Pulse Rate November 2013

Mike the Headless Chicken was supposed to be dinner, but his 1945 execution was botched. Just enough of Mike’s brain stem was left to keep his life functions going and he lived another 18 months, sans noggin.

Smallpox and other European maladies may have killed millions of Native Americans, but plenty of Old World denizens were killed by syphilis, strictly a New World disease.

Yes, that email you got is a scam: Nigeria doesn’t even have a prince, because there’s no royal family. It’s a federal republic with a president.

We really wouldn’t have won the American Revolution without France. They supplied the fledgling colonies with 25,000 uniforms in 1777 alone, hundreds of cannons, thousands of muskets and 90 percent of all the gunpowder used in the war.

The Guinness Book of World Records officially declared the hardest tongue twister to be: “The sixth sick sheik’s sixth sheep’s sick.”

Hey “bub,” even though you’re probably “from away,” get to know the Bonackers from East Hampton—descendants of the first white settlers who came over from southern England in the 17th century, bringing with them the distinctive dialect they still use today. That would be “finest kind.”

Your case won’t get thrown out of court if the cops don’t read you your Miranda Rights at time of arrest—the prosecutors just won’t be able to use what you said in the trial.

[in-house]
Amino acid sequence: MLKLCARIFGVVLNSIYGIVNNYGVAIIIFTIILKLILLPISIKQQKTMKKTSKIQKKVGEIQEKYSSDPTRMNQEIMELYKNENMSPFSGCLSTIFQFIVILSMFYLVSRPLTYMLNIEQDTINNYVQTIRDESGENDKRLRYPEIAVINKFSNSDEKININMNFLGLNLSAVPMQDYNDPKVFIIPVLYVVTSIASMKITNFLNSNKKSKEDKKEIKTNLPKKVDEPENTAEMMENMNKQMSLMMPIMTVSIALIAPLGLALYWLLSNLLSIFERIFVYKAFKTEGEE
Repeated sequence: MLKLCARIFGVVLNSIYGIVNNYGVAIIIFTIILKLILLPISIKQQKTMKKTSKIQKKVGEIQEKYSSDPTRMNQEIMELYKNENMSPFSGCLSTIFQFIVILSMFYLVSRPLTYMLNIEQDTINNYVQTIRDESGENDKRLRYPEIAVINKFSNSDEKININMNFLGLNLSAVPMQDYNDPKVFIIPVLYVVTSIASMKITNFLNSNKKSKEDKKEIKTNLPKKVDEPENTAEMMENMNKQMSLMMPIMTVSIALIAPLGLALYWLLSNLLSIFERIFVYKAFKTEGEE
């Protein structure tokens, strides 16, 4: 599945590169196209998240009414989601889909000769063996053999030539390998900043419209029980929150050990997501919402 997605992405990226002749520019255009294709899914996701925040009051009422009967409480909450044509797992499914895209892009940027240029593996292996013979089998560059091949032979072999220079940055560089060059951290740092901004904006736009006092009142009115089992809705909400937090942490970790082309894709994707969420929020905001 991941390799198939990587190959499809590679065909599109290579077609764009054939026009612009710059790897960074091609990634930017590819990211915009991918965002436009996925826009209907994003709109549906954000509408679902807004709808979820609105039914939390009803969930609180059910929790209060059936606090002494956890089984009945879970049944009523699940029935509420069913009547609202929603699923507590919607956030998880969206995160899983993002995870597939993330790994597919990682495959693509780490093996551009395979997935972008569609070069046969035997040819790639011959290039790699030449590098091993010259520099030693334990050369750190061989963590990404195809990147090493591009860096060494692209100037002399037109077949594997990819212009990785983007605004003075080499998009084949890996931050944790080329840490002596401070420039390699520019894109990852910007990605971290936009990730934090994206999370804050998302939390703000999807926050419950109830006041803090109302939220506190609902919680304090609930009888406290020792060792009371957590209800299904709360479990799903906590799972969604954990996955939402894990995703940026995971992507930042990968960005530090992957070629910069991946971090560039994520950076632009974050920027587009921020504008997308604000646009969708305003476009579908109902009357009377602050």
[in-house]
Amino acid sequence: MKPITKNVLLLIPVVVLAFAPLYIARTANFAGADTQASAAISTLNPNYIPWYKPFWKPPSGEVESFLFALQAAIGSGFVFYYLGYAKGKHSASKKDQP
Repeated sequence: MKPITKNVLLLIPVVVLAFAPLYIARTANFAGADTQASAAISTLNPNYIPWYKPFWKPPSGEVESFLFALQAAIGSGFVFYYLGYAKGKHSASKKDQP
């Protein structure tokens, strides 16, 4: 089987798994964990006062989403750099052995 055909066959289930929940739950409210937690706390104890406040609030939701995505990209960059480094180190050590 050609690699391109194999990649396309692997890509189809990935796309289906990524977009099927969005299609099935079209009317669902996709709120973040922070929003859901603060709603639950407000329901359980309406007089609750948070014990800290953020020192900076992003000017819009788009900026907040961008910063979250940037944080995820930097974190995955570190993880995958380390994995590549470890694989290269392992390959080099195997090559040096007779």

NASA hopes the six landing sites on the moon from Project Apollo will be made into protected areas. For now they kindly request all future lunar visitors to stay about a mile away at all times.

A big reason why European royal families ain’t what they used to be is due to rampant inbreeding, resulting in such maladies as severe underbite, impotence, infertility, enlarged head, hemophilia, mental handicaps, hormone deficiency and faulty kidneys, just to name a few.

There is a word that rhymes with orange! It’s “sporange,” referring to the spore container that fungi, algae, mosses and ferns use to reproduce.

Elected by the Continental Congress in 1781, Maryland statesman John Hanson really was the first President of the United States. George Washington addressed him as such in letters.

Georgia Tech attained the highest score in college football history in a 222-0 blowout against Cumberland College in 1916. John Heisman, the namesake of the Heisman Trophy, coached Georgia.